format of ddmmyyyy_archive.tar.

# find /home/nilesh -type f -mtime +30 | xargs tar -cvf
/tmp/`date '+%d%m%Y'_archive.tar`

On a side note, you can perform lot of file related activities (including finding
files) us

How to Increase max_connections in mysql without restarting mysqld service? global-variable

By default in mysql database server max_connections is set to 100. This value indicates how many maximum concurrent connections mysql server can handle. If mysql reaches to it maximum (max) limit then you can see errors like “too many connections“. I assume that you have enough hardware resources (Mainly RAM )to handle more connections, here with this article I will share a TIP to increase max_connections in mysql.

As we know my.cnf is default configuration file for mysqld service and by default it is located in /etc directory unless and until you have changed it.

To find out how many max_connections are allowed currently on your mysql server use following command from mysql prompt.

mysql> select @@max_connections;
+-------------------+
| @@max_connections |
+-------------------+
| 100                |
+-------------------+
1 row in set (0.00 sec)

max_connections is a GLOBAL variable. we can increase it on the fly without restarting mysqld service.
To do so use following command.

mysql> set global max_connections = 200;
Query OK, 0 rows affected (0.00 sec)

Now, If you check again you will see that limit of max_connections is increased.

mysql> select @@max_connections;
+-------------------+
| @@max_connections |
+-------------------+
| 200               |
+-------------------+
1 row in set (0.00 sec)

Note:
It is important that you edit your /etc/my.cnf to add max_connections = 200 otherwise when you restart mysqld service in future, It will complain again after it hits the old max_connections limit.
Mysql server is throwing “too many connections” error ?
How to increase number of concurrent mysql connections without restarting mysqld service?
errrr… mysql-server not allowing any more connections ?
Quick how to on increasing max_connections in mysql. restart not required?

 

How to recover mysql root password?

Don’t worry if you have forgotten / lost your mysql-server root (administrator) password.
You can recover MySQL database server password with following five easy steps.

Step # 1: Stop the MySQL server process.
Step # 2: Start the MySQL (mysqld) server/daemon process with the –skip-grant-tables option so that it will not prompt for password. you can add this option in /etc/my.cnf.
Step # 3: Connect to mysql server as the root user.
Step # 4: Setup new root password.Step # 5: Exit and restart MySQL server.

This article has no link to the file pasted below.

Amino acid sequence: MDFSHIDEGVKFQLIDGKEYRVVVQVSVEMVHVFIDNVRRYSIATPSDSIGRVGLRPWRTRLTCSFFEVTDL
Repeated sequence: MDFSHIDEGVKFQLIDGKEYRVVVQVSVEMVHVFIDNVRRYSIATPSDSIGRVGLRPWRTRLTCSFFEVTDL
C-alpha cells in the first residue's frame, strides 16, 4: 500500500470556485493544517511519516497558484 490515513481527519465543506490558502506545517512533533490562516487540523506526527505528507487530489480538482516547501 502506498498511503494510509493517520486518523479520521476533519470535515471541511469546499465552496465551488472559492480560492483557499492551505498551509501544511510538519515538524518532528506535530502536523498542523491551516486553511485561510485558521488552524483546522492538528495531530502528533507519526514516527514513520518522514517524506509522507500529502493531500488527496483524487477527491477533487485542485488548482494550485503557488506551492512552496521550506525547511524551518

Here are commands you need to type for each step (login as the root user):

Step # 1 :

Stop mysql service
# /etc/init.d/mysql stop

Output:

Stopping MySQL database server: mysqld.

Step # 2:

Start to MySQL server w/o password:
# mysqld_safe --skip-grant-tables &

OR
Edit /etc/my.cnf and add skip-grant-tables

[mysqld]
datadir=/var/lib/mysql
socket=/var/lib/mysql/mysql.sock
# Default to using old password format for compatibility with mysql 3.x
# clients (those using the mysqlclient10 compatibility package).
old_passwords=1
skip-grant-tables

Output:

[1] 5988
Starting mysqld daemon with databases from /var/lib/mysql
mysqld_safe[6025]: started

Step # 3: Connect to mysql server using mysql client:

# mysql -u root

Output:

Welcome to the MySQL monitor. Commands end with ; or \g.
Your MySQL connection id is 1 to server version: 4.1.15-Debian_1-log

Type 'help;' or '\h' for help. Type '\c' to clear the buffer.

mysql>

Step # 4: Setup new MySQL root user password

mysql> use mysql;
mysql> update user set password=PASSWORD("NEW-ROOT-PASSWORD") where User='root';
mysql> flush privileges;

mysql> quit

Step # 5:

Stop MySQL Server:
# /etc/init.d/mysql stop

Output:

Stopping MySQL database server: mysqld
STOPPING server from pid file /var/run/mysqld/mysqld.pid
mysqld_safe[6186]: ended

[1]+ Done mysqld_safe --skip-grant-tables

Step # 6: Start MySQL server. Remove skip-grant-tables from /etc/my.cnf if you have added and test it

# /etc/init.d/mysql start
# mysql -u root -p

Errr. Help me, I forgot root password for mysql-server.
Quick how-to to recover / reset mysql-server root password.
Easy steps to recover / reset mysql root password.
Damn, Forgot mysql root / administrator password. can you help ?
How to reset mysql root password ?
How do I reset-recover MySQL root password under Linux, Debian, centos, fedora, suse, mandrake, linux-mint, Ubuntu, FreeBSD, OpenBSD and UNIX like operating system over ssh / telnet session?

How to remove/purge binary logs in mysql? binlogs

By default, MySQL 5.x and above enables MySQL Binary Log. Keeping MySQL Binary Log will take up a lot of disk space for long run. Older MySQL Binary log can be removed in order to keep your hard disk space free.

MySQL Binary Log stores query event such as add, delete and update in a very details way. The Binary Log is used for two main purposes;

* 1. Replication between master and slave server, statement that has been made on Master server will later send it to slave server.